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Preparation of water-insoluble enzyme compositions

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US4230803A
US4230803A US05911227 US91122778A US4230803A US 4230803 A US4230803 A US 4230803A US 05911227 US05911227 US 05911227 US 91122778 A US91122778 A US 91122778A US 4230803 A US4230803 A US 4230803A
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enzyme
material
composition
support
activity
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Guenter Weidenbach
Dirk Bonse
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Kali-Chemie AG
BJ Services Co LLC
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Kali-Chemie AG
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    • CCHEMISTRY; METALLURGY
    • C12BIOCHEMISTRY; BEER; SPIRITS; WINE; VINEGAR; MICROBIOLOGY; ENZYMOLOGY; MUTATION OR GENETIC ENGINEERING
    • C12NMICROORGANISMS OR ENZYMES; COMPOSITIONS THEREOF; PROPAGATING, PRESERVING OR MAINTAINING MICROORGANISMS; MUTATION OR GENETIC ENGINEERING; CULTURE MEDIA
    • C12N11/00Carrier-bound or immobilised enzymes; Carrier-bound or immobilised microbial cells; Preparation thereof
    • C12N11/14Enzymes or microbial cells being immobilised on or in an inorganic carrier

Abstract

Enzymes are covalently bonded to porous inorganic supports by a process wherein maximum activity of enzyme in the water-insoluble enzyme composition is achieved with the lowest possible amount of enzyme. The process involves selecting an inorganic carrier having a most frequent pore-diameter that results in highest enzymatic activity possible per weight unit of the insoluble enzyme composition at the given enzyme concentration within the insoluble enzyme composition, and contacting the selected inorganic carrier with an enzyme solution containing an amount of enzyme which is sufficiently low so that the enzyme in the insoluble enzyme composition has a specific activity which is substantially the same as that of the enzyme in solution in the free state.

Description

BACKGROUND OF THE INVENTION

The present invention relates to a process for preparing a water-insoluble immobilized enzyme composition.

Methods for immobilizing enzymes are well known in the art. The terms "immobilizing enzymes" and "immobilized enzymes" as applied in the present specification mean that these enzymes are rendered essentially insoluble, so that they are rendered reusable and can be utilized in continuous processes. For this purpose enzymes are attached to insoluble support materials by means of adsorption or covalent bonding. Conventionally the support material is loaded with the enzyme by treating it with an enzyme solution.

Organic carrier materials (such as cellulose, nylon, or polyacrylamide) exhibit serious disadvantages since they do not possess sufficient mechanical strength, can be affected by the action of solvents, and are sensitive to changes in the pH-value or the ion concentration in the surrounding medium. Furthermore, several of these organic materials are susceptible to being attacked by microbes which may cause a loosening of the bond between the enzyme and the support material.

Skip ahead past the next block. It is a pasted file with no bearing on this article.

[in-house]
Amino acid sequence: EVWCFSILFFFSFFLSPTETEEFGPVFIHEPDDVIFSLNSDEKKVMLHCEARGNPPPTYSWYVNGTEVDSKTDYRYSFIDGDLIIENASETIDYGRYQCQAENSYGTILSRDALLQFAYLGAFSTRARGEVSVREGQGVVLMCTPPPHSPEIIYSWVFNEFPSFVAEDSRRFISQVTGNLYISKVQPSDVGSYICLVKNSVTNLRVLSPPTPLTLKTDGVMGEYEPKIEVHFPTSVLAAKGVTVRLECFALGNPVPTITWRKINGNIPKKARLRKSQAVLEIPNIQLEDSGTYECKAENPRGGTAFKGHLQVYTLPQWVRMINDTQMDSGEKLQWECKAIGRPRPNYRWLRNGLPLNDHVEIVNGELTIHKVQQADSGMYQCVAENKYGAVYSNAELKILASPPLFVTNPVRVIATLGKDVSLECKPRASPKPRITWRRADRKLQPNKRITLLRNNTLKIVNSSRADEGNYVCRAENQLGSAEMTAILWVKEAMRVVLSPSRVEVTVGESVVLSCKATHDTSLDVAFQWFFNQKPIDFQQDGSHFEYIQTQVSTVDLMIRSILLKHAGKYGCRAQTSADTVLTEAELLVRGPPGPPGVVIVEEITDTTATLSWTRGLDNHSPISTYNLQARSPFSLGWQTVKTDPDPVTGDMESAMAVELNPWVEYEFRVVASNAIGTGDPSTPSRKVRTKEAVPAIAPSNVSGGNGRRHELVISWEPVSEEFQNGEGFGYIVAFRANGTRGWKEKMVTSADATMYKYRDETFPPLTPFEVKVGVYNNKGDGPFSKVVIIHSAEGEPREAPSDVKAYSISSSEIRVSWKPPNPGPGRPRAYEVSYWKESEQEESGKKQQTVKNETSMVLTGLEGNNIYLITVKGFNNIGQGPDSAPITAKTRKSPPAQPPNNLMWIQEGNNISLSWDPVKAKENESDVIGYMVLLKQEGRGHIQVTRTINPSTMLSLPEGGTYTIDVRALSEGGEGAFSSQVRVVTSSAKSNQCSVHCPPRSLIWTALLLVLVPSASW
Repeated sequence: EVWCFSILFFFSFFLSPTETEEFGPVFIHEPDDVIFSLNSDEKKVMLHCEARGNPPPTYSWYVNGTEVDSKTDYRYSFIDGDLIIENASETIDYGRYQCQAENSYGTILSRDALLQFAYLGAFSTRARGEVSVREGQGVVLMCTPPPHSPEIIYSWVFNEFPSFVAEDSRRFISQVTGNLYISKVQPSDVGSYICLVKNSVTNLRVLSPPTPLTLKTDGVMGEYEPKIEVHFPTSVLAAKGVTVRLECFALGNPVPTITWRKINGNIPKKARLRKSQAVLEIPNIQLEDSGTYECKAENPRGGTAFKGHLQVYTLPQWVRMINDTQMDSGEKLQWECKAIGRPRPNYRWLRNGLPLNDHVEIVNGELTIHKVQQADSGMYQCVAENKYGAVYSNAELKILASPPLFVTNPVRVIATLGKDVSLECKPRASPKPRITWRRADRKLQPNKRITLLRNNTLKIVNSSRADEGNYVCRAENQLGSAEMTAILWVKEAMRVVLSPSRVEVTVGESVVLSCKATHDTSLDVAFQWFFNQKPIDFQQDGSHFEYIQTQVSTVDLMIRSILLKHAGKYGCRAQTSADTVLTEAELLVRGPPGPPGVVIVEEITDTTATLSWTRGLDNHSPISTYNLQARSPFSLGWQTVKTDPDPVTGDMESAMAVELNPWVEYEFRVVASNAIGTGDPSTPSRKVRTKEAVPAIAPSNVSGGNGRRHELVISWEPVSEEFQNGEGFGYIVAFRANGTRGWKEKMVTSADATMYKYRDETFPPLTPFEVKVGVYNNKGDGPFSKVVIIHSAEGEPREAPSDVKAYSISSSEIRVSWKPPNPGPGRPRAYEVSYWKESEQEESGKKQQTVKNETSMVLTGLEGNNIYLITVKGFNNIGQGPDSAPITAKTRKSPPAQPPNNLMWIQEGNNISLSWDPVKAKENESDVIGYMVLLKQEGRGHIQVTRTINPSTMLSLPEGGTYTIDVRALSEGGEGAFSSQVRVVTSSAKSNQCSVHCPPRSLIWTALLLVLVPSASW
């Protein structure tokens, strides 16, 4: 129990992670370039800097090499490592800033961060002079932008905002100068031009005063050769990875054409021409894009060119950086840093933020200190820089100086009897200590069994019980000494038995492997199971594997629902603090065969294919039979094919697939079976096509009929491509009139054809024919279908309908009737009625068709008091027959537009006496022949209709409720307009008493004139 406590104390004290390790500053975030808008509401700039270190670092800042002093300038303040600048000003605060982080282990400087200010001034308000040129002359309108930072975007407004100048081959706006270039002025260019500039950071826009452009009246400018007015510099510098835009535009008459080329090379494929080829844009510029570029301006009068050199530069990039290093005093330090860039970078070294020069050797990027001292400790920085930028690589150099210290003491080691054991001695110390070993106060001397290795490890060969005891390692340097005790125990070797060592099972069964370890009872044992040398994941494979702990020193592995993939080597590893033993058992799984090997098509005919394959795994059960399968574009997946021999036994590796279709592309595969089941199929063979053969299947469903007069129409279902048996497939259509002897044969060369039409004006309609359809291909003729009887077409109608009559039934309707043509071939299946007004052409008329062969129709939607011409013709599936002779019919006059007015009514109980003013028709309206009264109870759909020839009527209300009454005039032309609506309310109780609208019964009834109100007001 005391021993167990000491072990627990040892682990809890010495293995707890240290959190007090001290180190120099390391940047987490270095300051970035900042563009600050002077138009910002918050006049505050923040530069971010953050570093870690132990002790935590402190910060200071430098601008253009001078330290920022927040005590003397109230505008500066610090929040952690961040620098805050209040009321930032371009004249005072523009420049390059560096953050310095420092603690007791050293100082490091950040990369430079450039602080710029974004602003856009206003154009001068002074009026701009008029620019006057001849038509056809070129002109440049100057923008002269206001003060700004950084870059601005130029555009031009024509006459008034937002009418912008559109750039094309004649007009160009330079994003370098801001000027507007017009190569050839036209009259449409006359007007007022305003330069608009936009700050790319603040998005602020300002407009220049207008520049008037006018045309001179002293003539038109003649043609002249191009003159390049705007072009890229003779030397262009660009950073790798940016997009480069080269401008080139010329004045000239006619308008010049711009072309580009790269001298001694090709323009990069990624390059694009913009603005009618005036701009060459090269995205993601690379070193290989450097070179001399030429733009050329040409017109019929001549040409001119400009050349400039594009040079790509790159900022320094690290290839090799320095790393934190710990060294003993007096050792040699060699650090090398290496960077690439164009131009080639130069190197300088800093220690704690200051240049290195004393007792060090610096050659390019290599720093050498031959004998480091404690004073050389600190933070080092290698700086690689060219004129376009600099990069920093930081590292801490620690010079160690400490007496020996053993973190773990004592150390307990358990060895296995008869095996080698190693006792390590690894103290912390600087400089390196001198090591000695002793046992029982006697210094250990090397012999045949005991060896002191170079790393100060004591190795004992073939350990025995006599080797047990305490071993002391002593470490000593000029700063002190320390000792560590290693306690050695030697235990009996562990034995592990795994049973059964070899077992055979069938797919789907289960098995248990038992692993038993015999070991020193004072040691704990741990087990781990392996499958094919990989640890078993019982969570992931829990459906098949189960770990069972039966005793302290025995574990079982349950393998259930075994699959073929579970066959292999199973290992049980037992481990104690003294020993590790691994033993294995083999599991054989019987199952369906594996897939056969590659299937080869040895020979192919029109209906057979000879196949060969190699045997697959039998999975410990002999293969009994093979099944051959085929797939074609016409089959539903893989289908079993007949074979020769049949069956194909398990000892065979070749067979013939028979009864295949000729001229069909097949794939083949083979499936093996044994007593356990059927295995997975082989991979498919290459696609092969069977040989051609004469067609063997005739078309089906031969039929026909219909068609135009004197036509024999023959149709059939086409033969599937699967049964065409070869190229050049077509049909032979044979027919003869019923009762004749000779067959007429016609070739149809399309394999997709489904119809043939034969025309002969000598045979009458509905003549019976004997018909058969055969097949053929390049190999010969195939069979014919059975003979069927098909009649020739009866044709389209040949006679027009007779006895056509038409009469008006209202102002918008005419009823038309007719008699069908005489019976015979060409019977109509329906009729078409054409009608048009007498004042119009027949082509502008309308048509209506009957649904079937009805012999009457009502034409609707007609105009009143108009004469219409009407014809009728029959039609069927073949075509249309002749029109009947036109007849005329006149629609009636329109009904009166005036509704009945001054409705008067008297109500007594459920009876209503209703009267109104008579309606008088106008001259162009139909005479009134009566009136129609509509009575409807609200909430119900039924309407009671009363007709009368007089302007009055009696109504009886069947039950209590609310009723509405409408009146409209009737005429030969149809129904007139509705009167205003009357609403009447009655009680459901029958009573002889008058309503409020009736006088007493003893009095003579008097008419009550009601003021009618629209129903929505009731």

Therefore, inorganic materials have been suggested as carrier materials onto which enzymes may be attached by means of adsorption or covalent bonding. Which type of attachment is preferred depends on the properties of the substrate for which, and on the conditions under which the enzyme is to be utilized. If the substrate is in a medium which contains a high salt concentration, an attachment by mere adsorption cannot be used, since desorption of the adsorbed enzyme molecules may occur. Therefore, a covalent bonding between the enzyme and the carrier is preferred. For this, the carrier surface must include a sufficient amount of functional groups which are capable of forming a covalent bond with the respective enzyme. Since most inorganic carrier materials do not contain such specific functional groups, a pretreatment of the carrier surface is necessary. A conventional method for providing functional organic groups in the surface of an inorganic carrier material comprises loading the inorganic materials with silanes, which attach to the surface of the carrier material and provide the latter with functional organic groups, preferably alkylamino groups, which are capable of forming a covalent bond with organic compounds. Treatment of the inorganic carrier material with glutardialdehyde, sulfuryl chloride, thionyl chloride, or cyanur chloride, has also been tried.

It also is possible to provide the surface of the inorganic carrier material with a coating of a water-insoluble organic polymer which comprises free functional groups, for example, a polyacrolein which comprises between about 10 and about 70% of free aldehyde groups relative to the number of monomer units.

Aluminum oxides, nickel oxide, iron oxide, titanium oxide, zirconium oxide, hydroxyapatite, silicates, and porous glass have been proposed as porous inorganic carrier materials. The pore-structure within these carrier materials has to be such that the enzyme is able to reach the inner surface of the support particles. Yet, with regard to which additional properties of the carrier material are desirable, i.e., which are the optimum pore-size distributions and/or surface areas, the available information differs largely from each other.